a. Young girls and science

As early as at the beginning of 1980s, the biological explications of gender differences were somewhat rejected and rebutted. For instance, Saraga and Griffiths claimed in 1981 that “the relationship of girls to science, and their performance in it, are too complex to be understood in terms of one factor, but that several factors must be integrated in a broader understanding of the social context in which science is carried out, and in which socialization takes place. (…) Theories couched in biological terms cannot be sustained. (…) it is not sufficient just to consider the development of girls in relation to science—the development and practice of science must also be discussed” (1981: 85). However, the arguments that nevertheless allude to biological sex rather than cultural gender continue to be put forward (e.g. Halpern et al. 2007). Very recently, Ceci and Williams debated a mixed-approach to career preferences, adopting a framework that focuses on adolescent girls' selection of careers related to people rather than things (2014). According to the authors, preferences account for burgeoning numbers of girls in such fields as medicine and biology, concurrent to weaker presence in math-intensive fields like computer science, physics, engineering, chemistry, and mathematics. This helped understanding that preference prevail in choices, even when math ability of girls and boys is equated (Ceci, Williams, 2014).

Quite clearly, girls are at the centre of cultural causes of later absence in science, which were linked to the missing female role-models, and the constructions of girlhood that are far removed from interest in science, gathering positive experiences from contact with science, as well as irrelevancy of science curricula built around cars, machines, vehicles etc. for young girls. As argued by Lewis and Humbert (2010) from the early age science-derived role-models for girls are rare, while cultural pressures exerted on girls to conform to traditional gender roles that exclude a scientific career run high (Blickenstaff, 2005). Williams and Ceci (2012:139) bring about explanations from some scholars about the effects of early socialization practices that end up in girls and women dropping out of math-based endeavours or change their focus. Arguments about early-life segregation of toys and slogans, then translate into uneven treatment by middle-school already. More specifically, “Barbie dolls proclaiming “Math class is tough,” middle-school math teachers calling on boys more than girls” in high-school urge girls to be cheerleaders or writers instead of scientists.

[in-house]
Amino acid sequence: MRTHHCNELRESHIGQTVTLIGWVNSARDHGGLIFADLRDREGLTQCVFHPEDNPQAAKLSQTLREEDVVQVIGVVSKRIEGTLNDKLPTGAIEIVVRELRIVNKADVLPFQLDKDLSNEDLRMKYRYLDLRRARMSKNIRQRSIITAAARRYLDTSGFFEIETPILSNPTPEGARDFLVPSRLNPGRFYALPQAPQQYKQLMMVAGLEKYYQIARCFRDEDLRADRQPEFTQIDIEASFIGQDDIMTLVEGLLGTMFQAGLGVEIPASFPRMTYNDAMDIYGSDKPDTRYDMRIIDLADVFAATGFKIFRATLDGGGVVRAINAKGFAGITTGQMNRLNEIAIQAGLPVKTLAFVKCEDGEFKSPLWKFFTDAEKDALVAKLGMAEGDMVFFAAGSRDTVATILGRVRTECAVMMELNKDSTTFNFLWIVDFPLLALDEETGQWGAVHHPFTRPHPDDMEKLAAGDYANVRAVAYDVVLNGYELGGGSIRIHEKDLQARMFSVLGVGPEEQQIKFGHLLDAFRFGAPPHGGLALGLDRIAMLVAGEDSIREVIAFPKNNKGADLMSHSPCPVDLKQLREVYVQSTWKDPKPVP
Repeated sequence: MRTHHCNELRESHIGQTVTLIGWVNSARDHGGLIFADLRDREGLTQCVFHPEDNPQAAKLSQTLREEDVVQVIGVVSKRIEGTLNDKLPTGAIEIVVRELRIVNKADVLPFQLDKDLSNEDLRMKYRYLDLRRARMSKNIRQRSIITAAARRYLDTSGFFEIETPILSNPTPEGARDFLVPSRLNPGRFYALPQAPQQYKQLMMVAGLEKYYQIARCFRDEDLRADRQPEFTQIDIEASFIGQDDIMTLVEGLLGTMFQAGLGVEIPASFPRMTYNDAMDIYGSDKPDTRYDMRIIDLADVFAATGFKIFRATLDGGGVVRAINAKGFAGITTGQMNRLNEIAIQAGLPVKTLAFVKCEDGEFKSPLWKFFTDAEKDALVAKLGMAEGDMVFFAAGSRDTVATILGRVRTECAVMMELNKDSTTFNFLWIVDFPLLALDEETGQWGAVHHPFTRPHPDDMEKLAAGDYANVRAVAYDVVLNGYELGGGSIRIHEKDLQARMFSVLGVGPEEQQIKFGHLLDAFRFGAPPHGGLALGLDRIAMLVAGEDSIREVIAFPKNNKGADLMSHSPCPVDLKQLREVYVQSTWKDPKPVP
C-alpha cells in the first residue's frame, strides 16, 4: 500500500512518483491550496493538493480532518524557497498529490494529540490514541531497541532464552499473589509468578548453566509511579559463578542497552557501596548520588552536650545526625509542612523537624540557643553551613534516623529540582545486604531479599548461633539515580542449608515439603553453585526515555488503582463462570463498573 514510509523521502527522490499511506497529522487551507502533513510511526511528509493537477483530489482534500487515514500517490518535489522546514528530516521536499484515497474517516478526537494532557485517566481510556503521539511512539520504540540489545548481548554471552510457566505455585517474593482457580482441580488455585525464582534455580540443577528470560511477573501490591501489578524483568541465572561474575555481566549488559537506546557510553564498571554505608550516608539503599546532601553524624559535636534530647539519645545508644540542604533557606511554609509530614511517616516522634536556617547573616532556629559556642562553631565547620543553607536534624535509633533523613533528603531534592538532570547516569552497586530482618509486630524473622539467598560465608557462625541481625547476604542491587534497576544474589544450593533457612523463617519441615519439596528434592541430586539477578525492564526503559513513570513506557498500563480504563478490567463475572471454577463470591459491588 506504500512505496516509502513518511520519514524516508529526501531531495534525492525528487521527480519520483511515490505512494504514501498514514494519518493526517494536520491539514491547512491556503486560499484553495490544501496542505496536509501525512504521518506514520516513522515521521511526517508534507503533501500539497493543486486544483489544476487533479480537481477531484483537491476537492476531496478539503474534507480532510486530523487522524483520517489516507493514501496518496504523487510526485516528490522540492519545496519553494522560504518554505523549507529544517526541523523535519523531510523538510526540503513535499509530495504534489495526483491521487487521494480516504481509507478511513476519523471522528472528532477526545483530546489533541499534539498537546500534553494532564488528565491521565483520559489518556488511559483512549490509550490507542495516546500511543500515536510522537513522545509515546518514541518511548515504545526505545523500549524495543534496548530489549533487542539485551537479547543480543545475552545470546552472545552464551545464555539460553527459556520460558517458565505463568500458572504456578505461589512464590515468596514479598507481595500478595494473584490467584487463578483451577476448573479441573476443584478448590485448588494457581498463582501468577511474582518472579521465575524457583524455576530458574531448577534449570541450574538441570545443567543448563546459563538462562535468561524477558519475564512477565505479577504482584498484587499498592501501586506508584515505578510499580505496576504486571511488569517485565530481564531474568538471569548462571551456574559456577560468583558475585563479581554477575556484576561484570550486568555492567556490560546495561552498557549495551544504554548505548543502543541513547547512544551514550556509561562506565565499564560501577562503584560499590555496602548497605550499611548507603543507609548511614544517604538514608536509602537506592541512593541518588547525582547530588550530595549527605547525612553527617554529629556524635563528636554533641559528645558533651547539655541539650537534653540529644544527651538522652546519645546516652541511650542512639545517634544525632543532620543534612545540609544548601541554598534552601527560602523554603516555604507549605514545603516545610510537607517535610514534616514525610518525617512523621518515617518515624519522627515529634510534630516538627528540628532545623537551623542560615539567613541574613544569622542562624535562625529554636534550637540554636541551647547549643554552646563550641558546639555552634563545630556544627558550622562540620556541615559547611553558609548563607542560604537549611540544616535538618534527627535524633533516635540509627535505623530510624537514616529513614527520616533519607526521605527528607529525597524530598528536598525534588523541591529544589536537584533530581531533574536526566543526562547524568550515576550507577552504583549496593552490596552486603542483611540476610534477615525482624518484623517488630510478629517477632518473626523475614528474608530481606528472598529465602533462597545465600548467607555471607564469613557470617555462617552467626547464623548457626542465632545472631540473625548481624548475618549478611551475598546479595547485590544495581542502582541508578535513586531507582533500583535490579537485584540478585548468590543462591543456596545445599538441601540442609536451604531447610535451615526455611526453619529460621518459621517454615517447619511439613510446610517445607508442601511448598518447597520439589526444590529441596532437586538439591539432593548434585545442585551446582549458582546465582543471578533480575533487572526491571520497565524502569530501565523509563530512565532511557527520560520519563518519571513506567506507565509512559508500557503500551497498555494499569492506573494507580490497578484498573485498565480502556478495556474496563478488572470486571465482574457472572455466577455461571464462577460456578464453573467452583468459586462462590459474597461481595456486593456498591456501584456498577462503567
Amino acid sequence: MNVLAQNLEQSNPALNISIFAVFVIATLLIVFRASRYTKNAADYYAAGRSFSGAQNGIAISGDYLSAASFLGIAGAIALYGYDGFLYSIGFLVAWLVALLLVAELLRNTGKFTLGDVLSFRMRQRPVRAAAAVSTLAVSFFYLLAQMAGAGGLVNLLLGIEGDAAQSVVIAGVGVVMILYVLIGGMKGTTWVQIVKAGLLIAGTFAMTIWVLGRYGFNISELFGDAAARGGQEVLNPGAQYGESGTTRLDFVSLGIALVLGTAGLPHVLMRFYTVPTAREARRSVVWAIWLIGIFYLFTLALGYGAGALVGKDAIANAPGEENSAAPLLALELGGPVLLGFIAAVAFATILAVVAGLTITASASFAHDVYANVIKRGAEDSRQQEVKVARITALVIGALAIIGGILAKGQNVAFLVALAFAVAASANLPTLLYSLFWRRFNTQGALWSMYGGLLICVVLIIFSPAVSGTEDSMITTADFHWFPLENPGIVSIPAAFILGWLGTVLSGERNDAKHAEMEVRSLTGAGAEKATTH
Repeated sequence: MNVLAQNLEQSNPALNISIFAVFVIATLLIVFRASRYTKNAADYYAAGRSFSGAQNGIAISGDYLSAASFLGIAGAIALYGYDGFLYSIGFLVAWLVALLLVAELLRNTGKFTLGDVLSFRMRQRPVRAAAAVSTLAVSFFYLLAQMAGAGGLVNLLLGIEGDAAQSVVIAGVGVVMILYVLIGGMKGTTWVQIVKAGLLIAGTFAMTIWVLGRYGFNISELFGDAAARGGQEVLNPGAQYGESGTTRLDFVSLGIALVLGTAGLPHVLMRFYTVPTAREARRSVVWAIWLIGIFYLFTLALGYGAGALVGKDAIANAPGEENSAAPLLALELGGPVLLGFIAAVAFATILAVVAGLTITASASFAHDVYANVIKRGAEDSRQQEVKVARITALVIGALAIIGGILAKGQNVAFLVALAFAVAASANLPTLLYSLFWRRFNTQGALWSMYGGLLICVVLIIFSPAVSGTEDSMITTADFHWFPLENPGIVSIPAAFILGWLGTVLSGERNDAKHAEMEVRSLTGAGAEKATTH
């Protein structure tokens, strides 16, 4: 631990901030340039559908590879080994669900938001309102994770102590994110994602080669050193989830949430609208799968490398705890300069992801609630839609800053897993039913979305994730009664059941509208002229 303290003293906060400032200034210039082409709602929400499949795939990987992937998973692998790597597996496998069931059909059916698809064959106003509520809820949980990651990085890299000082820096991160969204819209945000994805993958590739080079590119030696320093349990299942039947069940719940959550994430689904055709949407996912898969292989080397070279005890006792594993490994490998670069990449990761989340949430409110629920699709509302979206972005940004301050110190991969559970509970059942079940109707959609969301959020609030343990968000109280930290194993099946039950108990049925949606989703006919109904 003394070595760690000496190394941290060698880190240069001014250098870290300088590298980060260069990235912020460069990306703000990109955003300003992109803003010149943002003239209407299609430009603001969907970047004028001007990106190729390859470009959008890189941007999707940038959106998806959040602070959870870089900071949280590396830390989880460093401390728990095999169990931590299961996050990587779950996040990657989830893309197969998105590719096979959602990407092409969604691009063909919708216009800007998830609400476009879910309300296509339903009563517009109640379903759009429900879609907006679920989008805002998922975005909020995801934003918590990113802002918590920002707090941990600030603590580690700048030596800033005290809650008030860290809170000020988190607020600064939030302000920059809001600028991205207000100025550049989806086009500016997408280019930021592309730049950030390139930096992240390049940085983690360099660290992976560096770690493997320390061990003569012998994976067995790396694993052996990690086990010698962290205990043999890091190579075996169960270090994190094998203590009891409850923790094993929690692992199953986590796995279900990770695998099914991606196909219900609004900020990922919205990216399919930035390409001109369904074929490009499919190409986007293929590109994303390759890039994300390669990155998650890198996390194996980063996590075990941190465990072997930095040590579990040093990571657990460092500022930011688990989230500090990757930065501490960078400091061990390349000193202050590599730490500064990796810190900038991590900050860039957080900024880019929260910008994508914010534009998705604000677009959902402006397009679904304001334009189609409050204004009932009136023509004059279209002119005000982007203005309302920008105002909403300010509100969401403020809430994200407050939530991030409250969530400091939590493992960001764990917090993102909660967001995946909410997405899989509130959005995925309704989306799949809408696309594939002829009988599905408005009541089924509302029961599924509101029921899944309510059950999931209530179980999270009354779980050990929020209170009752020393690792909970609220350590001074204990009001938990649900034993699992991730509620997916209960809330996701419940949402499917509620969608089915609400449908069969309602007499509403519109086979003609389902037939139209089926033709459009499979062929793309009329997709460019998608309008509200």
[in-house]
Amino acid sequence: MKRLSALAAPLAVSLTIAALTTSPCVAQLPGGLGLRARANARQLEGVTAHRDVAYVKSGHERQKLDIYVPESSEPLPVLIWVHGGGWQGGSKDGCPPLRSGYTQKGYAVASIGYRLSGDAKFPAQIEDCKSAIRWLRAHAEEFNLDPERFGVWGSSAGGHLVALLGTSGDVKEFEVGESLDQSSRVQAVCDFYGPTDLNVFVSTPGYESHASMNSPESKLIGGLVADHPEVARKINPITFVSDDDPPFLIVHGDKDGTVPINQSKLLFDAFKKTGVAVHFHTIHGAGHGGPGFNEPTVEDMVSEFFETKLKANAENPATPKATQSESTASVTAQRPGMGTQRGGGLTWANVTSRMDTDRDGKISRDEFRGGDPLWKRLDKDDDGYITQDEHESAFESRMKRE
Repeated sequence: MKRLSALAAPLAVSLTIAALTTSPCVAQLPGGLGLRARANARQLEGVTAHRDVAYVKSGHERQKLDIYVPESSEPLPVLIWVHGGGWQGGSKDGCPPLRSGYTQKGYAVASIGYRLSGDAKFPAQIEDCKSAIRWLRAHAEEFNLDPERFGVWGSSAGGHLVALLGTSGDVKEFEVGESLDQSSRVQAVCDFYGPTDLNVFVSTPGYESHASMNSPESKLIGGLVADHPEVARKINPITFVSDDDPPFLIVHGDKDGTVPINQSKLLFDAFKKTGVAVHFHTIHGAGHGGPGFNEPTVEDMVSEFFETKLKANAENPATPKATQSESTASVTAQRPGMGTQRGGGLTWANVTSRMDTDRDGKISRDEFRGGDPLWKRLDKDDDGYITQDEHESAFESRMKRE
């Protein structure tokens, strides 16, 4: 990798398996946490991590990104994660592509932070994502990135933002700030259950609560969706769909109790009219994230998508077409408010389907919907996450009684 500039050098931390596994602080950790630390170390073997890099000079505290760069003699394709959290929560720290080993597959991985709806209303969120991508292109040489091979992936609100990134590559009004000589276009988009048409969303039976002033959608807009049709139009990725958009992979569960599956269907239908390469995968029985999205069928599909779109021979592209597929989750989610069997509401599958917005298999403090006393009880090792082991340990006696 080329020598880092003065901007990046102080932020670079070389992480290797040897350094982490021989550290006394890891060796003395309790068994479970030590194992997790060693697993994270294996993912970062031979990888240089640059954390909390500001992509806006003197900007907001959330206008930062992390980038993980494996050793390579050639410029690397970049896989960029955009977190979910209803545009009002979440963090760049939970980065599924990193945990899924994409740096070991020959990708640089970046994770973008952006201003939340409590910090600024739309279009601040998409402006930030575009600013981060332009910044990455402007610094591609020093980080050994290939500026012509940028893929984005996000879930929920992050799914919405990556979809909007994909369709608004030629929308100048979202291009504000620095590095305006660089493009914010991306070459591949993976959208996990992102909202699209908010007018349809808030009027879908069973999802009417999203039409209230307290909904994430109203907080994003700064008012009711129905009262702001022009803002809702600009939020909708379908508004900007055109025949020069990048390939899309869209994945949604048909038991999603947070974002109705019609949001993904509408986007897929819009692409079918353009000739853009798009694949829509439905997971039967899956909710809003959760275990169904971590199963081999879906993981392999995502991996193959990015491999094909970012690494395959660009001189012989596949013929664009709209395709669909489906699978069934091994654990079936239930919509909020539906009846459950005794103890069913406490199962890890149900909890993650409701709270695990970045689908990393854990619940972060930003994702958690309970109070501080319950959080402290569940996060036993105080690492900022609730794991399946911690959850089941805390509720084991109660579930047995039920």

According to Betz and Sekaquaptewa (2012), women in STEM are often labelled as unfeminine, which is a costly social categorization conducive to dropping out from these fields despite talent and interest. At the same time, studies conducted with middle-school girls by the authors suggest that inclusion of female STEM role models who are counter-sterotypic-yet-feminine led to no success among young girls. These results did not extend to feminine role models displaying general (not STEM-specific) school success, indicating that feminine cues were not driving negative outcomes. All STEM-de-identified girls considered a successful combination of femininity and success highly unlikely, thusly calling for better-suited campaigns at this level (see also Neuschatz, MacFarling 2003).

In that sense, it is important to note that Dabney and Tai (2013) found that female physicists report the significance of both early and long-term support outside of schooling. Such assistance and encouragement offered by family was seen as essential to their persistence within the field. A greater focus on informal and out-of-school science activities for girls and young women should therefore be envisioned, especially those that involve family members. Interventions at the early-life and parents-inclusive in nature, may impact entrance into a physics career later in life. For female respondents in this study, entrance into physics occurred through encouragement, support, hobbies, and shared interests with their parents and family, thus signalling the importance of early interest in science and participation in unstructured science activities.

b. Bias among students and academics